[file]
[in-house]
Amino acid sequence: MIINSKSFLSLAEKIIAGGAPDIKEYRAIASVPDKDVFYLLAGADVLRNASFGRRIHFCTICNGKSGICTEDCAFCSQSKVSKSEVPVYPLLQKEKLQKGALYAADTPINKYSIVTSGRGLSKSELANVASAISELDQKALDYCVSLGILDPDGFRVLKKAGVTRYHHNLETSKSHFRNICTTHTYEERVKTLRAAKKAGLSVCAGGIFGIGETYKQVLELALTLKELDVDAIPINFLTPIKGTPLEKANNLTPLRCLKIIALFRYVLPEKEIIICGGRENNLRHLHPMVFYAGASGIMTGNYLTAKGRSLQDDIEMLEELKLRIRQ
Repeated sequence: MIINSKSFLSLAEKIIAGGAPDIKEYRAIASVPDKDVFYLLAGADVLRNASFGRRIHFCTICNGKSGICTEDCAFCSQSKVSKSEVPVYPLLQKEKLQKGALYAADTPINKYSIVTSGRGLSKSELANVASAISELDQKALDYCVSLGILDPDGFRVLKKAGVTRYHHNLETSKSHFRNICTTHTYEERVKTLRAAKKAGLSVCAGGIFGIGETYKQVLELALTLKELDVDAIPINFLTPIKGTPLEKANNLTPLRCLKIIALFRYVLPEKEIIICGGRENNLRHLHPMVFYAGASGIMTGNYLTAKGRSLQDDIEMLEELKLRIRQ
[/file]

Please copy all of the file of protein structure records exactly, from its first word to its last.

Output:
[in-house]
Amino acid sequence: MIINSKSFLSLAEKIIAGGAPDIKEYRAIASVPDKDVFYLLAGADVLRNASFGRRIHFCTICNGKSGICTEDCAFCSQSKVSKSEVPVYPLLQKEKLQKGALYAADTPINKYSIVTSGRGLSKSELANVASAISELDQKALDYCVSLGILDPDGFRVLKKAGVTRYHHNLETSKSHFRNICTTHTYEERVKTLRAAKKAGLSVCAGGIFGIGETYKQVLELALTLKELDVDAIPINFLTPIKGTPLEKANNLTPLRCLKIIALFRYVLPEKEIIICGGRENNLRHLHPMVFYAGASGIMTGNYLTAKGRSLQDDIEMLEELKLRIRQ
Repeated sequence: MIINSKSFLSLAEKIIAGGAPDIKEYRAIASVPDKDVFYLLAGADVLRNASFGRRIHFCTICNGKSGICTEDCAFCSQSKVSKSEVPVYPLLQKEKLQKGALYAADTPINKYSIVTSGRGLSKSELANVASAISELDQKALDYCVSLGILDPDGFRVLKKAGVTRYHHNLETSKSHFRNICTTHTYEERVKTLRAAKKAGLSVCAGGIFGIGETYKQVLELALTLKELDVDAIPINFLTPIKGTPLEKANNLTPLRCLKIIALFRYVLPEKEIIICGGRENNLRHLHPMVFYAGASGIMTGNYLTAKGRSLQDDIEMLEELKLRIRQ